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In my xcode project i have created a folder manually named "MyClasses" to place the newly added files/classes to this folder.

Now i have nearly 30 classes in this folder.

when i renamed this folder , all the files in this folder are gets Erased.

Now i need to rename the folder to "ViewControllerClasses".

But i lost 30 .h, .m, xib files. [lucky i have a copy & and zip file]

How to rename the folder with out corrupting the files.

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Renamed it to myviewcontrollerclasswes

When i renamed

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Do u want to rename the folder in xcode only or both in xcode & the place where it resides in your harddisk (shown by finder) –  hp iOS Coder Apr 4 '12 at 7:17
    
i want to rename the the place where it resides in shown by finder –  Ranga Apr 4 '12 at 7:21
    
@Ranga Did you close the X-code before renaming the folder? –  Bazinga Apr 4 '12 at 8:41
    
Yes i did. After close my xcode then i renamed the folder's name –  Ranga Apr 4 '12 at 8:50
    
THIS IS NOW AUTOMATED IN XCODE .. stackoverflow.com/questions/17744319/… –  Joe Blow Dec 6 '13 at 9:35
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3 Answers

up vote 11 down vote accepted

NOTE as of 2013: Duplicate and rename Xcode project & associated folders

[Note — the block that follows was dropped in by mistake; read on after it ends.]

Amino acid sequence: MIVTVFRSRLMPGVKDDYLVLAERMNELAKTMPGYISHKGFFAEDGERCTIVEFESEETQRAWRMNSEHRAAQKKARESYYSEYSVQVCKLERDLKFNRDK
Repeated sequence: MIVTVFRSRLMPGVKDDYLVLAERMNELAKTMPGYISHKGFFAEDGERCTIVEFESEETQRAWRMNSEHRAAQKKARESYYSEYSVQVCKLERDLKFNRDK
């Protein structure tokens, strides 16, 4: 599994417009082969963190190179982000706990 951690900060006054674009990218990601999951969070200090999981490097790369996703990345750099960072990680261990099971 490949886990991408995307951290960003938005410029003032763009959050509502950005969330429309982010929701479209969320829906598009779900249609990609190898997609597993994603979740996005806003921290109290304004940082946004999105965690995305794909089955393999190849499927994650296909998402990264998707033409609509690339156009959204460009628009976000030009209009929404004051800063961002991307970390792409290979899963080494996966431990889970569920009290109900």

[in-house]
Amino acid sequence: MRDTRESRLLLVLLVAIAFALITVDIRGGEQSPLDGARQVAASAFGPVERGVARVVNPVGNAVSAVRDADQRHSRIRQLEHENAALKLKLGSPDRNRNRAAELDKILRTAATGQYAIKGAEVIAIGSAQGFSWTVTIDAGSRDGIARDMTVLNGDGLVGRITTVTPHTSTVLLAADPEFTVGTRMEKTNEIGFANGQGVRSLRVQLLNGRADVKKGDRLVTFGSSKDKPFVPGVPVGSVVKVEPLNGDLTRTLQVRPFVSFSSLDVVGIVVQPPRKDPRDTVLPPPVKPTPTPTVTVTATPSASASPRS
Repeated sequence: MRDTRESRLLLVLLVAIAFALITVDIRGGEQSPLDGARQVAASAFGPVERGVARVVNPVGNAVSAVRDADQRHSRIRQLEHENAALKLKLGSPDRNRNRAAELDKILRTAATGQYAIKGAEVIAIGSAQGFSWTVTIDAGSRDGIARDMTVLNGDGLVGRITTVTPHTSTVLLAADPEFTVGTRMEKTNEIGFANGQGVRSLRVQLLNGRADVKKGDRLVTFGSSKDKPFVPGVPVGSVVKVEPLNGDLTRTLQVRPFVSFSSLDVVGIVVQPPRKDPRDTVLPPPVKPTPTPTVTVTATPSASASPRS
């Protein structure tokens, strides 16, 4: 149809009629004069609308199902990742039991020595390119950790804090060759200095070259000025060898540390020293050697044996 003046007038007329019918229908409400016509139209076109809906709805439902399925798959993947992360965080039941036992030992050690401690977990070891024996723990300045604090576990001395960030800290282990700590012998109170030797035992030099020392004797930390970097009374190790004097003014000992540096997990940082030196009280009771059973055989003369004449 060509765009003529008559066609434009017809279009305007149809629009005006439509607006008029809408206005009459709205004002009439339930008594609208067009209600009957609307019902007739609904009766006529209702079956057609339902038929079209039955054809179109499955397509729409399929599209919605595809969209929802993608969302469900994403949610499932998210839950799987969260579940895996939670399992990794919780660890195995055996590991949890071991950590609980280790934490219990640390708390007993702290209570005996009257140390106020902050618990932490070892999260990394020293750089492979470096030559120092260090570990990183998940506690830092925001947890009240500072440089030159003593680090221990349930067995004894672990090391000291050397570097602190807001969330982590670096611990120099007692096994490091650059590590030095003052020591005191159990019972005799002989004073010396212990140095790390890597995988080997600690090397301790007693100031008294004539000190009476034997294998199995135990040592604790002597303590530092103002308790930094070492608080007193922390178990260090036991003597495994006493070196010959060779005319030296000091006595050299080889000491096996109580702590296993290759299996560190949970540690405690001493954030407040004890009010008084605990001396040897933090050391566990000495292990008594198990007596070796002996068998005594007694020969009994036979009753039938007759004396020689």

The "folders" what you see in XCode under your project file are not real folders in the file system, only virtual folders administered in the .xcodeproj file. You can organize your files in the project folder independently from their location in the file system. Some prefers to map the file system folder structure inside the project folder structure, some others store all source files in one big folder in the file system and organize them only in the project folders: it's rather a question of preference.

However if you rename/move physically the files in the file system, you will have to delete and re-add them to your project since XCode will not know where to find them. Pay attention not to delete them physically only remove them from XCode project, then re-add them and reorganize as you want.

One more thing to note: if you are using version control system you will have to inform also its client (svn or git most likely) that you have renamed/moved your files. If you want to keep file revision history it will be a good idea to issue the copy/move command explicitly to the version control otherwise it will treat your files as deleted from the old location and added as new in the new location.

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Thank you for your valuable information –  Ranga Apr 4 '12 at 9:50
3  
+1 for the hint about version control! Regarding delete and re-add of the group after physically renaming the folder in the file system: I'm not sure about other versions, but in Xcode 4.2 this is not necessary. You can select the group in Xcode, display the File Inspector (keyboard shortcut Option+Command+1), then in the File Inspector window click the small button below the "Path" combo box. This will pop up a file dialog where you can choose the folder that the group represents. –  herzbube Jun 9 '12 at 17:43